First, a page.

Join Clinical Trials for Head and Neck Cancers
In general, the phrase “head and neck cancers” is used to collectively describe any cancer that arises in the nasal cavity, sinuses, lips, mouth, salivary glands, throat, or larynx (voice box). These tumors will collectively affect over 52,000 individuals in the United States in 2012.
With the exception of salivary gland tumors, tobacco and alcohol use are the greatest risk factors for developing any of these cancers. In addition, human papillomavirus (HPV) is a prominent risk factor for many tumors that arise at the base of the tongue or in the tonsils.
What Will Head and Neck Cancer Clinical Trials Be Like?
Clinical trials for head and neck cancer may involve many common tests and procedures; however, the ultimate design of the particular study will determine which specific procedures you will undergo. Examples of specific tests and procedures that may be used in a clinical trial for head and neck cancer include the following:
- Physical exam and detailed history of tobacco and alcohol use.
- Blood and/or tissue sample to test for the presence of HPV infection.
- Blood and/or tissue sample for the purposes of conducting genetic testing.
- If the study is evaluating a new type of medication or vaccine, blood and/or urine tests may be performed to monitor how your body metabolizes the medication or how effectively your body has responded to the vaccine.
- Rhinoscopy, which is a procedure that involves using a thin tube with a tiny lighted camera to examine the inside of the nose.
- Nasopharyngoscopy is similar to a rhinoscopy; however it is used to also visualize the tonsils and throat.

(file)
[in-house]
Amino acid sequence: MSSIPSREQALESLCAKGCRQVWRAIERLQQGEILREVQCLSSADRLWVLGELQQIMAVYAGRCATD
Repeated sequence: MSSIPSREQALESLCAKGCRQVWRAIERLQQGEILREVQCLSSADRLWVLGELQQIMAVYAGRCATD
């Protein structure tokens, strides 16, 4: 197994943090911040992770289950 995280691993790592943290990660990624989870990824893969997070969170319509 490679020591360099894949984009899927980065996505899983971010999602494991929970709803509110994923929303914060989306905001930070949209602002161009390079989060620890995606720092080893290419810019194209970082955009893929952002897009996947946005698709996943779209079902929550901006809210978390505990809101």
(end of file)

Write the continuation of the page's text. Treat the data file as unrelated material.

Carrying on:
- Imaging procedures such as computed tomography (CT scan, or “CAT scan”) or magnetic resonance imaging (MRI) scans. These imaging procedures are non-invasive and provide detailed pictures of areas inside your body. Conventional x-rays may also be used.
- Quality of life assessments to evaluate how your cancer is impacting your ability to perform activities of daily living.
- Pain assessments
- Dietary assessments
Typical Head and Neck Cancer Clinical Trial Protocol:
Research related to head and neck cancer has recently focused on a number of topics, including the relationship between patients’ HPV status and their response to certain chemotherapy drugs, as well as the benefits of using various drug combinations in addition to radiation therapy. Examples of sample clinical trials include the following:
- A clinical trial to determine if patients’ HPV status has an impact on their survival following treatment for their head and neck cancer.
- A clinical trial to determine if a specific chemotherapy drug is more effective at treating advanced head and neck cancer when it is combined with radiation therapy.
- A study designed to find ways to better manage the oral side effects of radiation treatment for head and neck cancer.
- A study designed to evaluate new methods of facial reconstruction following surgery to remove head and neck tumors.
- A long-term clinical trial to determine if specific dietary supplements or medications are effective at reducing the risk of head and neck cancer in high-risk individuals.
A brief word about randomized trials and placebos: